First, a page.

We now headed for the jetty, which is reached by travelling along a long causeway crossing the mud flats, to view the tides but luck was not in our favour. Today's high tide was not until 8pm, it was now 3 pm, and the big tides had been last week, so to console our disappointment we had a coffee and cake in the nearby Point Restaurant. I really should not have indulged as on Friday when we take our flight all passengers are weighed before boarding, which has probably pushed me into the excess baggage class. If it was not so windy I would have ridden back to the campsite on my bike but I wobble about as it is. We had been told this restaurant does some really nice sea food so we left promising to return for dinner one night.
Thursday dawned with the sun shining following another night of rain. However the temperature was back up in the mid 30's and the humidity levels very high. The TV news said that Kara had crossed the coast at Eighty Mile Beach but had fizzled to a severe tropical storm. It was still bad enough to flood the main high way north but no damage was reported. We saw staff at the Pardoo Road House, on the news, describing their experience of the storm and recognised them from our visit there last week.
Today, Thursday, we planned to do all the tourist things in Derby. Our first visit was to the Boab Prison Tree. At the site is an interpretative pavilion detaining why it is of sacred significance to the Aboriginal people. The tree is believed to be about 1500 years old and was used as a staging point for prisoners being walked to Derby. Before Derby was established in 1883 Aboriginal people were kidnapped from the West Kimberly by settlers known as Blackbirds. These settlers were connected to the pearling industry and wanted divers and workers for the boats. The prisoners were rounded up and marched to the coast and it is believed they were held in the tree before the final walk into Derby. Close by is a sign asking people to respect the significance of the tree and not cross the barrier and enter it, at the bottom it also mentions that snakes frequent the tree. If the first doses not deter you I am sure the second will.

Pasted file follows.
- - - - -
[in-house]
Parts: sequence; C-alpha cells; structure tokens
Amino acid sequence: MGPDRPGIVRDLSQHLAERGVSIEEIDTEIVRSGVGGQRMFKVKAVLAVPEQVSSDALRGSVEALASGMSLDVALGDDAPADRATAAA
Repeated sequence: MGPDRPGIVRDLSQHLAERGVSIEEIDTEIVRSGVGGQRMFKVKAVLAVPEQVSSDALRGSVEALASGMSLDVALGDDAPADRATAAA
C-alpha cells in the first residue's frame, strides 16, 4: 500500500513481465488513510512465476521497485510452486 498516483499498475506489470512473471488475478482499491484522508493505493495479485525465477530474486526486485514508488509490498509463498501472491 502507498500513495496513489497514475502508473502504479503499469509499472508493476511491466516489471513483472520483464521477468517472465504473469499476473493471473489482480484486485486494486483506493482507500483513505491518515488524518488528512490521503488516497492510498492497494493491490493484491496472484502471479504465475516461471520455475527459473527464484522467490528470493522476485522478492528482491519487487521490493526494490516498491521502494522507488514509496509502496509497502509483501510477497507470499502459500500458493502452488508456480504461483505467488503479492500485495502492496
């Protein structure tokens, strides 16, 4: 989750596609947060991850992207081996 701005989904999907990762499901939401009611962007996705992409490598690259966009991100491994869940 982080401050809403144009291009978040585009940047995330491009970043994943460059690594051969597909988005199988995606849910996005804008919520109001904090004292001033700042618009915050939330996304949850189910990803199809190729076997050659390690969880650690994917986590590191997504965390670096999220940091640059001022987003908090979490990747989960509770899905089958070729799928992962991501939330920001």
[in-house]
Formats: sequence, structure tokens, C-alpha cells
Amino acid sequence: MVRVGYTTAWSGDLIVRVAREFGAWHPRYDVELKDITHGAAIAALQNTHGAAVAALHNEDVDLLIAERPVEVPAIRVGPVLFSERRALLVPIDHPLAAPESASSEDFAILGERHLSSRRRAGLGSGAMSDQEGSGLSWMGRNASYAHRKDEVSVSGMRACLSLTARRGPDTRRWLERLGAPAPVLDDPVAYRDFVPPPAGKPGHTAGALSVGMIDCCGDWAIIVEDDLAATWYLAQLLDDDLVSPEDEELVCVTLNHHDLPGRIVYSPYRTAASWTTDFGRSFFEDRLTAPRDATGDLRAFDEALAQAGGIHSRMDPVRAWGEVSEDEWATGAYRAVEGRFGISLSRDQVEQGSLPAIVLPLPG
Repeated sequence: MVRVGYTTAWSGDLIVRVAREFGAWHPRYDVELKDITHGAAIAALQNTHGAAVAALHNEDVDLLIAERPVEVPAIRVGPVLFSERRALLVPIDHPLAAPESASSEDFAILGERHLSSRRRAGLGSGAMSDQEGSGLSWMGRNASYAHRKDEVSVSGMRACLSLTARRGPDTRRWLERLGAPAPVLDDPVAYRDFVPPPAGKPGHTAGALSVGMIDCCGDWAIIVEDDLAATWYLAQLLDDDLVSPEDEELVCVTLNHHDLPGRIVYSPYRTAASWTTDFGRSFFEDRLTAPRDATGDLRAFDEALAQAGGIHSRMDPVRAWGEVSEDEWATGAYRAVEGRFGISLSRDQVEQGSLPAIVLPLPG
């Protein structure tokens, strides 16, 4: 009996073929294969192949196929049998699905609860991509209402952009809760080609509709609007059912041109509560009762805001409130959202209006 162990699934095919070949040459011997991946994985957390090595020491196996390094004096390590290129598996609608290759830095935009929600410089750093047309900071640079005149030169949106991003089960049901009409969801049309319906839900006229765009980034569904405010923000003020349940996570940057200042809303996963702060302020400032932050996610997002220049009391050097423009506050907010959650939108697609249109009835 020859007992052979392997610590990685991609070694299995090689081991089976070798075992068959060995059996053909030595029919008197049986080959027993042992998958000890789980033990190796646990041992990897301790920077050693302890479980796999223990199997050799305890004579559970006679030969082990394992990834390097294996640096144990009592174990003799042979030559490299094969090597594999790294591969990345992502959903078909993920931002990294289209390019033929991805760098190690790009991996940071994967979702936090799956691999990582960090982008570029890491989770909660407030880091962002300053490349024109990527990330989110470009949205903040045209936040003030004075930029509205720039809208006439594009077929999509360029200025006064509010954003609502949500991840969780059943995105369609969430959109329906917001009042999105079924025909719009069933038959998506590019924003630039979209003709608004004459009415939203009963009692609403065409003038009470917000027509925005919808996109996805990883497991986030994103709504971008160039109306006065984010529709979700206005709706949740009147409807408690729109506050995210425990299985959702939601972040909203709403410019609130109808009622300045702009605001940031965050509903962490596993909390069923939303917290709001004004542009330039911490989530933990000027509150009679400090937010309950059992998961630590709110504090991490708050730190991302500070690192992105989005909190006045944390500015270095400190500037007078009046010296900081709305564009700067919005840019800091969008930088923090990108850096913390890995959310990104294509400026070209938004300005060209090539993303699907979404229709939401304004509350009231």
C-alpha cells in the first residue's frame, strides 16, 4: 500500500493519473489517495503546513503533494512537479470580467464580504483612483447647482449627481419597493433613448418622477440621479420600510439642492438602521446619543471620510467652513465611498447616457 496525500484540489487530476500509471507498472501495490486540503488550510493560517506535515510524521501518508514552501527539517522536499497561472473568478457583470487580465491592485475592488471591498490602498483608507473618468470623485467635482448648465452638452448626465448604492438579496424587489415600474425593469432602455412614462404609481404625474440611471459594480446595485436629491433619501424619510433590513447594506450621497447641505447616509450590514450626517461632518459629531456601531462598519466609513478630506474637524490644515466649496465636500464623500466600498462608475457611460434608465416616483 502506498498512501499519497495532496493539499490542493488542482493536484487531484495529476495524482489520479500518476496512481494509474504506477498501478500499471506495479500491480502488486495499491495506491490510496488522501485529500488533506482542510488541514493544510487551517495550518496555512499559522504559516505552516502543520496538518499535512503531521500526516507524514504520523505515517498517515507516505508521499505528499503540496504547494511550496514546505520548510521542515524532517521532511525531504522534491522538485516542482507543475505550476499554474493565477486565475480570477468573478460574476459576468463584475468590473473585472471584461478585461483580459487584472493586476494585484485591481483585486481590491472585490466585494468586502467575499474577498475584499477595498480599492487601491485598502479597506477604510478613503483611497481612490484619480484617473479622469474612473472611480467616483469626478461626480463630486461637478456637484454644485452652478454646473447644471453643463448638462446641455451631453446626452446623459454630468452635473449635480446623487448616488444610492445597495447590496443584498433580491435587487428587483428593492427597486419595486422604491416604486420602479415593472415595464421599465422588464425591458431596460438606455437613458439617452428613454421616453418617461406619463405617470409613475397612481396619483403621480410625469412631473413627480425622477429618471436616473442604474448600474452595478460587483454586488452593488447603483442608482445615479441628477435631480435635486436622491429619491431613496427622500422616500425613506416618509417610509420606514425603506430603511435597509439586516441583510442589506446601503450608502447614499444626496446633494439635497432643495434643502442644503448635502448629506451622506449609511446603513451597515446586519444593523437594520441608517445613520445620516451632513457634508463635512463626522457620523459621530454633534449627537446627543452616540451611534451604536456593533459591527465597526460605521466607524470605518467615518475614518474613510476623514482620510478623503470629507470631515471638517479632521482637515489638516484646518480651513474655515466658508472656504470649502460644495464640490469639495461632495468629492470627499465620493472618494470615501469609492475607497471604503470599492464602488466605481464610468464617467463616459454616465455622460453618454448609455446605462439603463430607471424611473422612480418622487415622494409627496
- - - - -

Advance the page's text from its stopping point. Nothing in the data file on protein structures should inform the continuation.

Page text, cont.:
Close by is Myall's Bore and Cattle Trough which was built after the 1890-1892 drought to allow the cattle being driven from the Kimberly region to the port of Derby to be watered. The cattle trough is 120 meters long and could handle 500 bullocks at one time.
We then set off for a short drive up the Gibb River Road on the sealed part only, to see some of the scenery. At the start are the notice boards detailing the state of the road, where water and fuel can be obtained and the camp sites along the way. Today, apart from the sealed part, the remaining road is closed to all traffic. Anyone travelling on a closed road will be fined and we were told it is $500 per wheel. As we have 4 wheels Jeff did not fancy having to pay a $2000 fine so after a stop for lunch we turned around and headed back to the camp site.
On Friday morning we were off for our trip to the Horizontal Falls, a trip Jeff will tell you about. Whilst returning back to Derby on the plane the two pilots commented about all the activity occurring on the jetty, so once we were back in the van we went to see what was going on. The jetty was sealed off whilst a road train tanker was fuelling a boat, there was not a lot to see so we went for a coffee at The Point Restaurant and booked a table for an evening meal. At 5.30 we returned to the jetty to watch the sun set, although it was not a clear night there were some lovely colours in the sky and many locals had turned out to view it also. We returned to The Point Restaurant, well sprayed with mossie spray and had a lovely meal in a really nice setting. Tonight was to be our last night in Derby but we had heard earlier in the day that the Great Northern Road was flooded at Fitzroy Crossing and we would probably not be able to move on tomorrow. Looking at the map of the area we saw a campsite in the town but away from the river, we thought we would phone them in the morning and get information about the floods and if they were affected. If all was well we could move on to them and wait for the river to subside.
Saturday morning news was not good and our call to the campsite revealed the flood would likely reach them later today. So we have booked another night here at Derby and will just have to assess the situation on a daily basis.